The free trade agreements (FTAs) that India is now negotiating with the UK and the EU show how this trade policy tool is evolving to keep pace with new-age requirements.

Where the old agreements were merely exchanges of Customs duty concessions between partners, the new ones are considering the strategic requirements of the country. In fact, over the decades, India’s FTAs have changed quite dramatically. The recent agreements go beyond the exchange of trade concessions; now they are designed to enable a stronger position for India in the Global Value Chains (GVCs) and include several new components.

The FTA journey

India’s FTA journey started in 1975 with the Bangkok Agreement but it was in 1998, with the signing of the India-Sri Lanka FTA that duties were eliminated on substantial tariff lines for the first time. After the ‘Look East Policy’ was announced, several agreements were signed with East Asian countries.

However, by 2019, questions were being raised about these FTAs’ economic benefits for India. That these agreements did not in any meaningful way tackle non-tariff barriers, the benefit to India’s FTA trading partners was seen to be more.

India in 2019 exited the 16-country RCEP as it was felt that the agreement included inadequate safeguards for Indian industries and its scope itself had been widened beyond the original mandate.

Post the withdrawal from RCEP, and subsequent Covid-19 hiatus, India has started looking at countries from where it can seek investment, technology, IP, and, more importantly, a ready as well as a potential market for its goods and services, in exchange for access to its markets.

Therefore, FTAs were signed in quick succession with Mauritius, the UAE, and Australia; partners that offer Indian products and services scope for enhanced market access. India is currently in negotiations with the UK, the EU, and Canada.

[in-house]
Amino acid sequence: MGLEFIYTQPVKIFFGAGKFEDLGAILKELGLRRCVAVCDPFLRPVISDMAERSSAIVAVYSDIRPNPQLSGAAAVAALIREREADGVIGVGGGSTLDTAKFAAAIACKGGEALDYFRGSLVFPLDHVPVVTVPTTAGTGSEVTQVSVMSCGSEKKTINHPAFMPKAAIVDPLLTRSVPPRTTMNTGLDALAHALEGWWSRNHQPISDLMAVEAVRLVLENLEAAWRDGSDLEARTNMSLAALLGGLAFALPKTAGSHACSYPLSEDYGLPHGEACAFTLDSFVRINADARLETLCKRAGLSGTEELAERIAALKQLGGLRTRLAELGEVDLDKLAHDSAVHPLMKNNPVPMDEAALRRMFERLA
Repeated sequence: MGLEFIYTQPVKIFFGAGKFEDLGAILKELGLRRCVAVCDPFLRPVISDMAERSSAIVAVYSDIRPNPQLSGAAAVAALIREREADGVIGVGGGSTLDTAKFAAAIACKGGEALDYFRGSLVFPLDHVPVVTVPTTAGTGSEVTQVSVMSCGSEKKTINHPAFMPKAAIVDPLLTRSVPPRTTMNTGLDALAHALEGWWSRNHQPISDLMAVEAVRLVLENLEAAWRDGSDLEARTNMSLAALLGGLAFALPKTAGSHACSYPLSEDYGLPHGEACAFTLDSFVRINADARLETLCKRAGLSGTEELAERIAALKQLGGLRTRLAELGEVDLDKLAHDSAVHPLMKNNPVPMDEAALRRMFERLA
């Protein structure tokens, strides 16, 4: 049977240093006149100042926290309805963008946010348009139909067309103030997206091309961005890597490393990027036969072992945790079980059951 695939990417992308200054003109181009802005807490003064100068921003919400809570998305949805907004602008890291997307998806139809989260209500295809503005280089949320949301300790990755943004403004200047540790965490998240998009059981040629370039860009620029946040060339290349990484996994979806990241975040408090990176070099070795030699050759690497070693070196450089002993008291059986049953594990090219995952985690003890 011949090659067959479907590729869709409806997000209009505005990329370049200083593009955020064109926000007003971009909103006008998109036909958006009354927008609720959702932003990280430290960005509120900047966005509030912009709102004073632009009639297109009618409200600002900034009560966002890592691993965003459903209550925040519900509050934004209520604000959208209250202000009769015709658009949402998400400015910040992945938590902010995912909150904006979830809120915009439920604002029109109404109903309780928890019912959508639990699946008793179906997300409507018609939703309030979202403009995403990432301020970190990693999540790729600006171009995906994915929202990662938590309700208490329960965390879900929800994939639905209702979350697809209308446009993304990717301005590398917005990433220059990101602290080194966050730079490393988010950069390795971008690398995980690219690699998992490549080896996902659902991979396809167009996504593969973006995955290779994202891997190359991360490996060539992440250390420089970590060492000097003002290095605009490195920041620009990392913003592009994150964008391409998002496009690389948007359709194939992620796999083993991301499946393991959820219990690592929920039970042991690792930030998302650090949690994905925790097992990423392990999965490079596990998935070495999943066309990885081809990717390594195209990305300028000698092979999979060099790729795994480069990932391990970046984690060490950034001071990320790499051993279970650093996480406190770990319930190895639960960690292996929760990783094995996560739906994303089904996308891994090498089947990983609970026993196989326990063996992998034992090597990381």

The UK agreement is expected to conclude by Diwali and that with Canada by the end of this year. These countries offer many of the factors that India needs to establish a dependable production capability serving both global and domestic markets. With these FTAs, sectors such as gems and jewellery, engineering goods, agro-processed foods, textiles, technology, and financial services are likely to gain.

To achieve the $2-trillion export target by 2030, India’s active participation in GVCs is essential. Today, 70 per cent of the global goods and services exports come from GVCs. GVCs require close trade cooperation, lower duties, and efficient customs administration. An FTA ensures increased trade cooperation and lower duties. Additionally, the inclusion of new-age areas like digital trade in FTAs is a welcome step since digital technology continues to disrupt and transform GVCs by lowering entry barriers, increasing transparency, and facilitating collaborative networks.

Trade facilitation

There is also a need to improve the efficiency of ports, shipping, Customs, etc., via automation, which can also be a big boost for participation by MSMEs.

The existing value chains are being disrupted as many organisations and countries feel the need to develop alternative sources of supply in which all the components are available in the vicinity or within the country’s own economy. Therefore, India must look at a hybrid model to source from the most efficient suppliers, including domestic players.

The new-age FTAs being signed look at trade more holistically which reflects the changing paradigm of international economic relations. Trade in services, e-commerce, labour, climate/environment, digital trade, public procurement, supply chains, gender, etc., all find a place.

While India’s FTAs with Australia and the UAE are a mix of traditional and modern elements, the new agreements with the UK and the EU have more modern elements.

India is expressing its understanding of these changes and adopting the elements that drive the modern economic trade order. The implications are that these FTA obligations will also impact domestic rules and regulations in several of these areas.

Sen is Associate Partner, Tax and Economic Policy (International Trade); Srivastava is Analyst, Tax and Regulatory Services (Indirect tax), EY India. Views expressed are personal

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